There are more types of wheels than you may have previously been aware of. Consider this.
According to Thomas Net:
“Wheels or rims regardless of their mix-matched terms, they may be the simplest components on a vehicle. But manufacturers are continually researching and developing the latest production techniques in wheel design and ways to make the strongest yet lightest material to implement into the production process. Car wheels today are available in a variety of materials and sizes, from alloy, chrome, and even gold plated in sizes 15 to 28 inches in diameter. The vehicle driven should be taken into consideration when purchasing wheels as they may affect the vehicle’s performance and handling.
Types of Wheels for Industrial/Commerical Applications
“Various kinds of wheel construction are used in the aftermarket. Certain construction types allow for intricate styles and finishes or allow for lightweight material to achieve high performance. However, the safety and strength characteristics of the wheel are based on the design and manufacturing quality build by the manufacturer. The following are the most common types of wheels offered by wheel industries:
“Steel wheels are the most common type of wheels. They are considered cheap and functional; they are the wonderbread of rims. However, due to their low costs also comes with several costly issues. Because of the weight of steel (regardless of their strength), it will weigh in on fuel economy and speed, and take a toll on the car’s handling. Furthermore, it can potentially damage the brakes as the steel rims do not dissipate heat efficiently.
“Alloy wheels are lighter compared to their steel counterparts. Aluminum alloy is considerably lighter metal and additional strength are achieved with other metals such as titanium, magnesium, and nickel. Allow wheels also achieves efficient heat transfer over steel rims, which allows for heavier braking load without warping or damaging the brakes. However, alloy wheels do have their potential issues when opposed with strong force causing damage. They will crack or fracture rather than bend like steel impeding them from easier repairs.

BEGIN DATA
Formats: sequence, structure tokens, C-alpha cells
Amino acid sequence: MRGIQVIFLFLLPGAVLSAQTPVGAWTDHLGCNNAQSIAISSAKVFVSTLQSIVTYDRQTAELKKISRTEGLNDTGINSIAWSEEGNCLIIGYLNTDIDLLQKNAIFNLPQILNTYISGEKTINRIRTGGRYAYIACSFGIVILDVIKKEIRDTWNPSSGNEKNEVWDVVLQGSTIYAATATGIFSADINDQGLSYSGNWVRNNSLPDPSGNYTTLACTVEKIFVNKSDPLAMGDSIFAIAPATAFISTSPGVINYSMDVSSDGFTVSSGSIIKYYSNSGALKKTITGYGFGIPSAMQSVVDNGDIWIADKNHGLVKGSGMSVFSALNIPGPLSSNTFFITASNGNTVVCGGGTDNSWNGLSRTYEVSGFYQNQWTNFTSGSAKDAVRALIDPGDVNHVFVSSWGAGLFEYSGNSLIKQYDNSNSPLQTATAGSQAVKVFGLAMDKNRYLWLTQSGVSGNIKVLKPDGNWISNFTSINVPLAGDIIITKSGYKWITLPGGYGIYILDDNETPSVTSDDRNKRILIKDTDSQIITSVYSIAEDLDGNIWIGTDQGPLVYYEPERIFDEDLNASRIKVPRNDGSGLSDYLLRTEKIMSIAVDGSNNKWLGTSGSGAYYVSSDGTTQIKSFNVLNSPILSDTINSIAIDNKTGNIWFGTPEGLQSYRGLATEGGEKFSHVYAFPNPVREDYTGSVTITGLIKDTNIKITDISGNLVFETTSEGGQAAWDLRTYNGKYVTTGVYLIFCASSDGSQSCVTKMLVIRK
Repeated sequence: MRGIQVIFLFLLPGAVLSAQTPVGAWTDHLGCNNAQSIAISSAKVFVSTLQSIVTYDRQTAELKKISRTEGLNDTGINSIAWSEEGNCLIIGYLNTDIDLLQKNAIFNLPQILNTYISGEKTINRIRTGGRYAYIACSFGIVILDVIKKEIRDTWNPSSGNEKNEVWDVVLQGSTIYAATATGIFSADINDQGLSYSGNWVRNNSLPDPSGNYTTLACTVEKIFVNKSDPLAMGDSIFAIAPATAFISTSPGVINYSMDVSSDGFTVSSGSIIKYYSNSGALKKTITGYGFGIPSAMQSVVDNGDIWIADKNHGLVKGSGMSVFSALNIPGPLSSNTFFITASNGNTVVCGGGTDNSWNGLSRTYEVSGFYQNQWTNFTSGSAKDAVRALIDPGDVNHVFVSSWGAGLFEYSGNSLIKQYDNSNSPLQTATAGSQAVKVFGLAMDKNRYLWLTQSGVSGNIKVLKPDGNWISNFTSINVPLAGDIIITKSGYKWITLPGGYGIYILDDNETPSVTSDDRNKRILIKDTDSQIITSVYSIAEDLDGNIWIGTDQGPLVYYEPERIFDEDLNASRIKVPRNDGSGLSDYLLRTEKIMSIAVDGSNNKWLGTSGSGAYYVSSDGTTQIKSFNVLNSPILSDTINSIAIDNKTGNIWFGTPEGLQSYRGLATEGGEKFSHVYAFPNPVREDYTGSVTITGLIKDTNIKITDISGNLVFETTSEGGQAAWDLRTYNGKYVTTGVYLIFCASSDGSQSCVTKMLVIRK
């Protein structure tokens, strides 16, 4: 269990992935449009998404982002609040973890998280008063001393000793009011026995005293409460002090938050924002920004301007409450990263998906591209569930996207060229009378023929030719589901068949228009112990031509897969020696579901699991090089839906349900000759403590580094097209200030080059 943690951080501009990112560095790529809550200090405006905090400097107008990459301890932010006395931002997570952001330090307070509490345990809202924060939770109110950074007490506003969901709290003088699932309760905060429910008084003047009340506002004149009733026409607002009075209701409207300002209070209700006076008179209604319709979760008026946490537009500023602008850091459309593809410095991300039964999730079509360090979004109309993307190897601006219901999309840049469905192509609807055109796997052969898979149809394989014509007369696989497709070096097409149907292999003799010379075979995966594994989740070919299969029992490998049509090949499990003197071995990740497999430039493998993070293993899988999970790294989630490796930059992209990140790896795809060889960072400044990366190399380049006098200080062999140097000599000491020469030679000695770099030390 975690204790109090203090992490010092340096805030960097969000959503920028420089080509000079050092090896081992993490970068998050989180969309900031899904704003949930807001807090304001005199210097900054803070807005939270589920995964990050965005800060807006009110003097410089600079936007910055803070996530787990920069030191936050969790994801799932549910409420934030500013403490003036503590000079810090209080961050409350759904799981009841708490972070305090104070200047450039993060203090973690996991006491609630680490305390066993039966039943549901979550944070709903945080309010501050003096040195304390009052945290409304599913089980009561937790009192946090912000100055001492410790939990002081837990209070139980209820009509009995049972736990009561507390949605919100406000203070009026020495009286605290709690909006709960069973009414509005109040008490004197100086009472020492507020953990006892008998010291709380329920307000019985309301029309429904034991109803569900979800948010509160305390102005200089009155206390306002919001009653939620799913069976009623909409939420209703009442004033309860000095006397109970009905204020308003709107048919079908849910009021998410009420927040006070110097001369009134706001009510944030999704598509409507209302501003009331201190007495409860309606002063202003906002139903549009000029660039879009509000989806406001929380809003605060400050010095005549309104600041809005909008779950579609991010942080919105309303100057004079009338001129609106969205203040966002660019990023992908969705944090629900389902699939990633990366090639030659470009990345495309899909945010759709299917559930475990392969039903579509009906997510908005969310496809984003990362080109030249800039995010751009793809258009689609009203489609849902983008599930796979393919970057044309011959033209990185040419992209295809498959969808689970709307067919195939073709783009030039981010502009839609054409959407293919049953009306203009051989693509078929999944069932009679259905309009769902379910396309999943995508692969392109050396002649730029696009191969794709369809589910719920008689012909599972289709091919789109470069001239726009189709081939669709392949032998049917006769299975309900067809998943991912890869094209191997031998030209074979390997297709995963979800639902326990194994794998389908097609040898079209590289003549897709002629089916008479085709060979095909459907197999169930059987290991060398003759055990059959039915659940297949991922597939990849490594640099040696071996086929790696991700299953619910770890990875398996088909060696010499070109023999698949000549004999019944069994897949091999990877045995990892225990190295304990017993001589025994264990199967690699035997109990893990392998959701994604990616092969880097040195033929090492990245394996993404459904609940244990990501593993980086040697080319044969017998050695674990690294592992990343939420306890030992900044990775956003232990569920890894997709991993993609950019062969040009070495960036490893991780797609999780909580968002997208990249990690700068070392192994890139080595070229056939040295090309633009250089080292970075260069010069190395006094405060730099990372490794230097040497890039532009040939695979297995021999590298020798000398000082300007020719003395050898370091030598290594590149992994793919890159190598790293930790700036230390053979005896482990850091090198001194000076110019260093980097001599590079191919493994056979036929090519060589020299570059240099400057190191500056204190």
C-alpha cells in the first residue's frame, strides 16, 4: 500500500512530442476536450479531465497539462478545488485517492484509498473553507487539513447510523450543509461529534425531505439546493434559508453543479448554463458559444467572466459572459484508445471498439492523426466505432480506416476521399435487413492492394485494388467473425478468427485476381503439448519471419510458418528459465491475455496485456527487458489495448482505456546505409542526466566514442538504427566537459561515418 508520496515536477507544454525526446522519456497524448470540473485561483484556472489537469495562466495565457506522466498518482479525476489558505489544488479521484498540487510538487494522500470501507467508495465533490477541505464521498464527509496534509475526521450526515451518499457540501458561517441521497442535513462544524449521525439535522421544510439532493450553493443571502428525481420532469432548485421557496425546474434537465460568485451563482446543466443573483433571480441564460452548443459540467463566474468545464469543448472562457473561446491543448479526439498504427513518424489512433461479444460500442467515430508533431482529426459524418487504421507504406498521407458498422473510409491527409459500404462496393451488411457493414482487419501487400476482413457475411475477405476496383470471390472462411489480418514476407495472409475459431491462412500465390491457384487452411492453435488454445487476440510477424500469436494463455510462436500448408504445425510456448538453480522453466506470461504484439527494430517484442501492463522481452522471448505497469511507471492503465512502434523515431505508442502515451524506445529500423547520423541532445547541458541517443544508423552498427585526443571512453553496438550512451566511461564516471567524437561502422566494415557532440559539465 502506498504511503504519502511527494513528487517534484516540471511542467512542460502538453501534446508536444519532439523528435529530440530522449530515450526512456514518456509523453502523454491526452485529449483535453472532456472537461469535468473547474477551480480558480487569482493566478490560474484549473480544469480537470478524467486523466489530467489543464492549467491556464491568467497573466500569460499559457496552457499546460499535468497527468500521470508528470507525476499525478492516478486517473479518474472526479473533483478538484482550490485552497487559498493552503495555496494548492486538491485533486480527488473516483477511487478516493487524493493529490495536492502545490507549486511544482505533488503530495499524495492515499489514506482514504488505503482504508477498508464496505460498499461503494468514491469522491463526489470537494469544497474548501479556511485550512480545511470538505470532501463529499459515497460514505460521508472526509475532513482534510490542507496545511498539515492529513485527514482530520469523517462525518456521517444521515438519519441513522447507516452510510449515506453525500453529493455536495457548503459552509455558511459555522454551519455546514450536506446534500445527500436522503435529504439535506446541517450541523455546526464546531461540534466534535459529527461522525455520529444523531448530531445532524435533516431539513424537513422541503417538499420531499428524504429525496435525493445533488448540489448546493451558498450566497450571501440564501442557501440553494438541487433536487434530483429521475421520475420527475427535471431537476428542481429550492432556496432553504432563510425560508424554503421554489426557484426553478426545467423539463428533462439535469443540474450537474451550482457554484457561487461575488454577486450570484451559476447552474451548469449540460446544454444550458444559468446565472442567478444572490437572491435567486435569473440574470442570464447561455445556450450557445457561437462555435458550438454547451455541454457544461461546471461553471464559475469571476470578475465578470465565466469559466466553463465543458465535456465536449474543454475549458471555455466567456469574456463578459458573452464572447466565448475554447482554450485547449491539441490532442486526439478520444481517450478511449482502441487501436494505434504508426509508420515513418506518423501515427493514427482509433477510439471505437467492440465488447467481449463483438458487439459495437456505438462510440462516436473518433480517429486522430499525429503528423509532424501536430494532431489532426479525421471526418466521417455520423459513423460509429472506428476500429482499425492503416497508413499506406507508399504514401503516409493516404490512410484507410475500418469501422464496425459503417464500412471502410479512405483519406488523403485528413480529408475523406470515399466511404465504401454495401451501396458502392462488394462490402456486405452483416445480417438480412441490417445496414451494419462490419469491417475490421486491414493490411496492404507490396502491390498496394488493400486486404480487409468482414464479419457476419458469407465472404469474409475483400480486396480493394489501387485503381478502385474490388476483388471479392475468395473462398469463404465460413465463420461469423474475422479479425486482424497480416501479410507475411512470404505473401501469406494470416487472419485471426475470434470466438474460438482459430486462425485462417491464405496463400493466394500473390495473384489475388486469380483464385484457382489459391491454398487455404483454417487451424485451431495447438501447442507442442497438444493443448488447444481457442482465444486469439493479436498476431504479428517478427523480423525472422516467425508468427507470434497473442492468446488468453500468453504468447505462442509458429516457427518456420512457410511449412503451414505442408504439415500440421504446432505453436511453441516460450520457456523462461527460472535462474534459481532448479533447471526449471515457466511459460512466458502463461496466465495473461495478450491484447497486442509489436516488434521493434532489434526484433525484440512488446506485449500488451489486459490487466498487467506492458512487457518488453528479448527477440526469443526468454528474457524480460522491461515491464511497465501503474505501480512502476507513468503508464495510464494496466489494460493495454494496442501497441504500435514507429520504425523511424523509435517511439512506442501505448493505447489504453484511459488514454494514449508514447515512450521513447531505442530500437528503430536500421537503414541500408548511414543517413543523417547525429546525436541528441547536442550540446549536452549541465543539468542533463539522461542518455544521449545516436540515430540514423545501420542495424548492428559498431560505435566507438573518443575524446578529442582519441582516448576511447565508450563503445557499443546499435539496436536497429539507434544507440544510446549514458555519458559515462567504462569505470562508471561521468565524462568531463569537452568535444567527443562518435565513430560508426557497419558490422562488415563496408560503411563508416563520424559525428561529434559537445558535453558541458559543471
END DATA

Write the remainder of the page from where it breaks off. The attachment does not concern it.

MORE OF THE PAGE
“Forged wheels are some of the strongest wheels on the market. The process is achieved by a billet of material which is subjected to extremely high heat and 900 bar of pressure, compressing the metal into an extremely dense and immensely strong wheel. This process makes these wheels extraordinarily light and multiple times stronger than their equivalent casted wheel. Cast wheels are manufactured from the liquid metal being poured into a mold. Cast iron wheels are significantly easier to produce over forged wheels, which also affects its price and quality.
“Chrome wheels are not made of solid chrome but rather a lightly coated finish. Chrome coats do not add any performance benefits but act as a primer on the wheels, preventing oxidation. It’s mostly for aesthetics and used for sunny and dry weather.
Other Wheel Types
- “Ductile Iron – Ductile iron wheels have many of the same characteristics as cast iron. It also has a higher tensile and yield strengths and resists breaking or chipping.
- “Polyurethane – Polyurethane wheels feature a higher capacity material than rubber and provide longer wear.
- “Mold on Rubber – Rubber offers a cost-effective and provides a cushioned and quiet ride for the product being transported.
- “NyTec-MD – NyTec-MD is a nylon filled material which provides a high load capacity, floor protective wheel. This material is resistant to harsh environments. The non-abrasive and vibration dampening material offers a quieter operation over steel or cast iron wheels.
- “Phenolic Resin – Phenolic resin wheels offer a load carrying capacity approaching that of cast iron or steel wheels. Phenolic resin wheels are a cost-effective alternative with increased rollability and will not damage floors.
- “V-Groove – ‘V’ grooves are machined from either cast iron or hot forged steel wheels. V-grooves work on the track or off track and are essential where precise alignment or indexing of equipment is necessary.
- “Flanged – Single and dual-flanged wheels operate on a rail for locating fixtures in a precise position for indexing through a work cycle. Premium cast iron and steel is used for the wheel material to provide high strength and long wear.3
- “Pneumatic – Pneumatic wheels offer the highest cushioning, shock absorbing caster/wheel, without moving to a more expensive spring loaded caster. Capacities of pneumatics are limited due to the soft cushioning characteristics of the wheel.3
- “Drive/Keyway – Drive/Keyway wheels are offered from 3” to 18” diameter. Bore sizes from 1/2” to 2-7/16”. Drive surfaces of poly, rubber, or steel. Excellent for power transmission applications…”